This book is the second publication originating from the conference Legacy of Slavery and Indentured Labour: Past, present and future, which was organised in June 2013, by the Institute of Graduate Studies and Research (IGSR), Anton de Kom University of Suriname.
The articles are grouped in four sections.
Section one concentrates on indenture in the Caribbean and the IndianOcean and includes four diverse, but inter-related chapters and contributions. These reveal some newly- emerging, impressive trends in the study of indenture, essentially departing from the over used neo-slave scholarship. Not only are new concepts explored and analysed, but this section also raises unavoidable questions on previously published studies on indenture.
Section two shows that there are many areas that need to be re-examined and explored in the study of indenture. The chapters in this section re-examine personal narratives of indentured labourers, the continuous connection between the Caribbean and India as well as education and Christianization of Indians in Trinidad. The result is impressive. The analysis of personal accounts or voices of indentured servants themselves certainly provides an alternative perception to archival information written mostly by the organizers of indenture.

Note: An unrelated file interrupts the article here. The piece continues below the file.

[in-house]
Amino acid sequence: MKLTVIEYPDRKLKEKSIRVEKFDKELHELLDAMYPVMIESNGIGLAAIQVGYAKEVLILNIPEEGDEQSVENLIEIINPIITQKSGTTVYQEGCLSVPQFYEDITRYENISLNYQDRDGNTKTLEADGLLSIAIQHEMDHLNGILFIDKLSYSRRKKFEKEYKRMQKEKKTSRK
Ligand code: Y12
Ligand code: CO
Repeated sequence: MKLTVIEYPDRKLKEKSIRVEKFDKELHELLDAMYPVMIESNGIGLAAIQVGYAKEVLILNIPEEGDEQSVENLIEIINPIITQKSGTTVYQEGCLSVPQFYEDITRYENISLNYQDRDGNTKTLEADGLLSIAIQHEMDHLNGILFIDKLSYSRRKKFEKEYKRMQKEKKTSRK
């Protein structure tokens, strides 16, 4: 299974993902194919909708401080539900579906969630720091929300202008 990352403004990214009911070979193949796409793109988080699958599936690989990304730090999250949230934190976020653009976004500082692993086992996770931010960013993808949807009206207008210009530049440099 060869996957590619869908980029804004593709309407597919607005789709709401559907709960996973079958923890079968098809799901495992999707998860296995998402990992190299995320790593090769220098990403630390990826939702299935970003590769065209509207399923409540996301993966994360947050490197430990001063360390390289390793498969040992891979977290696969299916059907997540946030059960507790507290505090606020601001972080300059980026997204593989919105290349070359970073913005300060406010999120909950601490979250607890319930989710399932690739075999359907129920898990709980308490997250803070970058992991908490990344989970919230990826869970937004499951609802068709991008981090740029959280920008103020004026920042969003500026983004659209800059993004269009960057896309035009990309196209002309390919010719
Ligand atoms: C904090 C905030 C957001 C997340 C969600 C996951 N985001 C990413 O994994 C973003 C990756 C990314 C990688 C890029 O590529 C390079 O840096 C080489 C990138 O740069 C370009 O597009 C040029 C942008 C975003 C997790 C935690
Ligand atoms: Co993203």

Section three in this volume focuses on ethnicity and politics. In segmented societies like Suriname, Guyana and Trinidad & Tobago institutional politics and political mobilization are mainly ethnically based. In Suriname, Trinidad & Tobago and Guyana this has led to ethnic and political tensions. These themes are explored in these three articles.
Section four addresses health, medicine and spirituality – themes which, until recently, have received little attention. The first article examines the historical impact of colonialism through indentureship, on the health, health alternatives and health preferences of Indo-Trinidadians, from the period between 1845 to the present. The second examines the use of protective talismans by Indian indentured labourers and their descendants. Little or no psychological research has been done on the spiritual world of Indian immigrants, enslaved Africans and their respective descendants, with special reference to the use of talismans.